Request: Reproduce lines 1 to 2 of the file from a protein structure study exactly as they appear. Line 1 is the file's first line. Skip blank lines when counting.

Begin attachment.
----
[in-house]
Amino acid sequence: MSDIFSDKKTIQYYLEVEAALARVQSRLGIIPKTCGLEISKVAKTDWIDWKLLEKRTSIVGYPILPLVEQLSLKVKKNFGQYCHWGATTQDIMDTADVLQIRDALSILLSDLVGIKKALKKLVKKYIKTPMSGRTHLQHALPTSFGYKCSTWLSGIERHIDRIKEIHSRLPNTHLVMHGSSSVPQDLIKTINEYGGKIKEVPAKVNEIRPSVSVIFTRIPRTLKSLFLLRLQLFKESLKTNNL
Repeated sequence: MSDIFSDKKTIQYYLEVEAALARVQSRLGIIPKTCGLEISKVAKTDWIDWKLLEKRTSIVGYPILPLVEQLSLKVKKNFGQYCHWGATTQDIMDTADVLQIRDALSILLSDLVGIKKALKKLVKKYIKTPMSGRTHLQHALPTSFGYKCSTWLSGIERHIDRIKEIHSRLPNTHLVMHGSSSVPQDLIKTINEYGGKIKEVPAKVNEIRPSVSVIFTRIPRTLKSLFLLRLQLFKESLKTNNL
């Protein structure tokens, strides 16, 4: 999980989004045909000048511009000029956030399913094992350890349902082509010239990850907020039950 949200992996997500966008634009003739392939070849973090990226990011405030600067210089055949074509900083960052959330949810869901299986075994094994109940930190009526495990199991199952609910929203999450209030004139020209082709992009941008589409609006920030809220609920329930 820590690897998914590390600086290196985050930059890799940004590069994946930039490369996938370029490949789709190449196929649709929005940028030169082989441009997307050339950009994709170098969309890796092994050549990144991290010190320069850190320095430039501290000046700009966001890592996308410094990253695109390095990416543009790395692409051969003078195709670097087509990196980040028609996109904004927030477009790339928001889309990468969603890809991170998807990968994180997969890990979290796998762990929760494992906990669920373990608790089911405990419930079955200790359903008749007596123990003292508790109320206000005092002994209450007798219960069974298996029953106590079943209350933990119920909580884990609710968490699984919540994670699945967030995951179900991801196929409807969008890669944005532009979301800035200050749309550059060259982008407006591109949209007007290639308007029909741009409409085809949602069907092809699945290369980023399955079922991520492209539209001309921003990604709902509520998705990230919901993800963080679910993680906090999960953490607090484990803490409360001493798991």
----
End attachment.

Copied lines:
[in-house]
Amino acid sequence: MSDIFSDKKTIQYYLEVEAALARVQSRLGIIPKTCGLEISKVAKTDWIDWKLLEKRTSIVGYPILPLVEQLSLKVKKNFGQYCHWGATTQDIMDTADVLQIRDALSILLSDLVGIKKALKKLVKKYIKTPMSGRTHLQHALPTSFGYKCSTWLSGIERHIDRIKEIHSRLPNTHLVMHGSSSVPQDLIKTINEYGGKIKEVPAKVNEIRPSVSVIFTRIPRTLKSLFLLRLQLFKESLKTNNL